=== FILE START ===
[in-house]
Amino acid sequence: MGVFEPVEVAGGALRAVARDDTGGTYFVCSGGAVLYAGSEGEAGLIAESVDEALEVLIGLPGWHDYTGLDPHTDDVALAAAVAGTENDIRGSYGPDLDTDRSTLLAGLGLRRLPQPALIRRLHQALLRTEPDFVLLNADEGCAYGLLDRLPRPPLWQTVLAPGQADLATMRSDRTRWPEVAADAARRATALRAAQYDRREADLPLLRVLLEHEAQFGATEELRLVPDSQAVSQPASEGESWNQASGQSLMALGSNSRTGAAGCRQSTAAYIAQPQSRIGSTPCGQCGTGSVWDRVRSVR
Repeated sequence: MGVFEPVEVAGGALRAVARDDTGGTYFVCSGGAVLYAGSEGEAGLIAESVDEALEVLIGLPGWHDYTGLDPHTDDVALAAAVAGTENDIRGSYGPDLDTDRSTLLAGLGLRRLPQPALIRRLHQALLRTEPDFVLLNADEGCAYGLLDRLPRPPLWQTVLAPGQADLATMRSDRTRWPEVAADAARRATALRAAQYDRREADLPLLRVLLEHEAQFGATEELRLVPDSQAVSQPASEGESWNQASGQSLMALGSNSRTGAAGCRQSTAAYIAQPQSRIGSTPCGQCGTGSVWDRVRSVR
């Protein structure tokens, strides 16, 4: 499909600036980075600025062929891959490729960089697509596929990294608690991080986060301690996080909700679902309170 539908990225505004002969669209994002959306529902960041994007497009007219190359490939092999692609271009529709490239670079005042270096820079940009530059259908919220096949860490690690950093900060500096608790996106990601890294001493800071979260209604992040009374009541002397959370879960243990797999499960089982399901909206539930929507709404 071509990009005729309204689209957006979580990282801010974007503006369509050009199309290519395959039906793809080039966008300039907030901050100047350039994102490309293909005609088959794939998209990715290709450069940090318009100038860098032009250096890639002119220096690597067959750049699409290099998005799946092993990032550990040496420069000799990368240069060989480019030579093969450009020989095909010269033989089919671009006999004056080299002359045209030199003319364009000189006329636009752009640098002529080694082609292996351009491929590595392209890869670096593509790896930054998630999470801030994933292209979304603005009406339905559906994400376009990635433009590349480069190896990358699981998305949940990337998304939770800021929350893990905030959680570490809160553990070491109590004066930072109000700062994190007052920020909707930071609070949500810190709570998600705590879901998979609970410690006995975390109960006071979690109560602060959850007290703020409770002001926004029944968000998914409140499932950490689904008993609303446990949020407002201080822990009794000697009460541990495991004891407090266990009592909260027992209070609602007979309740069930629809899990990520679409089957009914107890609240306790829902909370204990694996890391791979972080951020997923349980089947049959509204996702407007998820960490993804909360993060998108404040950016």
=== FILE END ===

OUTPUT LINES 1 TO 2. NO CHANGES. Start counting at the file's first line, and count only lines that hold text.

[in-house]
Amino acid sequence: MGVFEPVEVAGGALRAVARDDTGGTYFVCSGGAVLYAGSEGEAGLIAESVDEALEVLIGLPGWHDYTGLDPHTDDVALAAAVAGTENDIRGSYGPDLDTDRSTLLAGLGLRRLPQPALIRRLHQALLRTEPDFVLLNADEGCAYGLLDRLPRPPLWQTVLAPGQADLATMRSDRTRWPEVAADAARRATALRAAQYDRREADLPLLRVLLEHEAQFGATEELRLVPDSQAVSQPASEGESWNQASGQSLMALGSNSRTGAAGCRQSTAAYIAQPQSRIGSTPCGQCGTGSVWDRVRSVR